MAS Unveils FEAT Principles to Promote Responsible Use of AI and Data Analyticsby Fintech News Singapore November 12, 2018
The Monetary Authority of Singapore (MAS) has released a set of principles to promote fairness, ethics, accountability and transparency (FEAT) in the use of artificial intelligence (AI) and data analytics in finance.
Known as the FEAT Principles, the document provides guidance to firms offering financial products and services on the responsible use of AI and data analytics, to strengthen internal governance around data management and use.
This will foster greater confidence and trust in the use of AI and data analytics, as firms increasingly adopt technology tools and solutions to support business strategies and in risk management.
MAS has worked closely with a group of senior industry partners through a FEAT Committee in developing the Principles. The Principles also incorporates views and feedback from financial institutions, industry associations, FinTech firms, technology providers and academia. The Committee is co-chaired by MAS Chief Data Officer, Dr David Hardoon, and Mr Hsieh Fu Hua, Co-Founder and Advisor, PrimePartners.
Dr David Hardoon said, “The FEAT Principles lay the foundation for a thriving AI and data analytics ecosystem. As the financial industry harnesses the potential of AI and data analytics on an increasing scale, we need to be cognisant of using these technologies in a responsible and ethical manner. The FEAT Principles are a significant first step that MAS has taken with the industry. I would also thank the FEAT committee members for their invaluable contribution towards this process.”
The summary of the principle are as follows:
1. Individuals or groups of individuals are not systematically disadvantaged through AIDAdriven
decisions, unless these decisions can be justified.
2. Use of personal attributes as input factors for AIDA-driven decisions is justified.
Accuracy and Bias.
3.Data and models used for AIDA-driven decisions are regularly reviewed and validated for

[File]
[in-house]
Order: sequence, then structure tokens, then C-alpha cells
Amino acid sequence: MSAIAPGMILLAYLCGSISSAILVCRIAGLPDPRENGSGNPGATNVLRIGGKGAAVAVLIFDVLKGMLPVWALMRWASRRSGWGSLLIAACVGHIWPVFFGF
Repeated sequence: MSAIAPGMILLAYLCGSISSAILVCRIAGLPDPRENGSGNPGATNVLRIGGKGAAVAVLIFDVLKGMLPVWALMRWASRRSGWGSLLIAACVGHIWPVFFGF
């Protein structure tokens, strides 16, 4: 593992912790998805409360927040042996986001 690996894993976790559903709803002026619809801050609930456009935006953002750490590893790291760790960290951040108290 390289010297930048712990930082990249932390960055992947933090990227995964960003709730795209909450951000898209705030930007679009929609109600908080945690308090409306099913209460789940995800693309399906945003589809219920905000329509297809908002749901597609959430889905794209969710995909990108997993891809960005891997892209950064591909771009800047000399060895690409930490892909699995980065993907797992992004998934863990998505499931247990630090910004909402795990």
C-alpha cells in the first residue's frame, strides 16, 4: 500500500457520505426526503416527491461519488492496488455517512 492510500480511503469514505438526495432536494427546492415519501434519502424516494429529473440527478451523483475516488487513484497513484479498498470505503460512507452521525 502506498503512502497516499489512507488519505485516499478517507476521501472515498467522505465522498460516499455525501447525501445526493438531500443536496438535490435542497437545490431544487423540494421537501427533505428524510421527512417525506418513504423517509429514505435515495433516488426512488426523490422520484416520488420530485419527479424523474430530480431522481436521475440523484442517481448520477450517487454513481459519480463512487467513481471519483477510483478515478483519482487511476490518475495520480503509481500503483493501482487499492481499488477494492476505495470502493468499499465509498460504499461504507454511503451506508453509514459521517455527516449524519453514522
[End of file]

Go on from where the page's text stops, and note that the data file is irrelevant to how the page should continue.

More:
accuracy and relevance, and to minimise unintentional bias.
4. AIDA-driven decisions are regularly reviewed so that models behave as designed and
5. Use of AIDA is aligned with the firm’s ethical standards, values and codes of conduct.
6. AIDA-driven decisions are held to at least the same ethical standards as human driven
7. Use of AIDA in AIDA-driven decision-making is approved by the appropriate internal authority.
8. Firms using AIDA are accountable for both internally developed and externally sourced AIDA models.
9. Firms using AIDA proactively raise management and Board awareness of their use of AIDA.
10. Data subjects are provided with channels to enquire about, submit appeals for and request reviews of AIDA-driven decisions that affect them.
11. Verified and relevant supplementary data provided by data subjects are taken into account when performing a review of AIDA-driven decisions.
12. To increase public confidence, use of AIDA is proactively disclosed to data subjects as part of general communication.
13. Data subjects are provided, upon request, clear explanations on what data is used to make AIDA-driven decisions about the data subject and how the data affects the decision.
14. Data subjects are provided, upon request, clear explanations on the consequences that AIDA-driven decisions may have on them.
The full document can be found here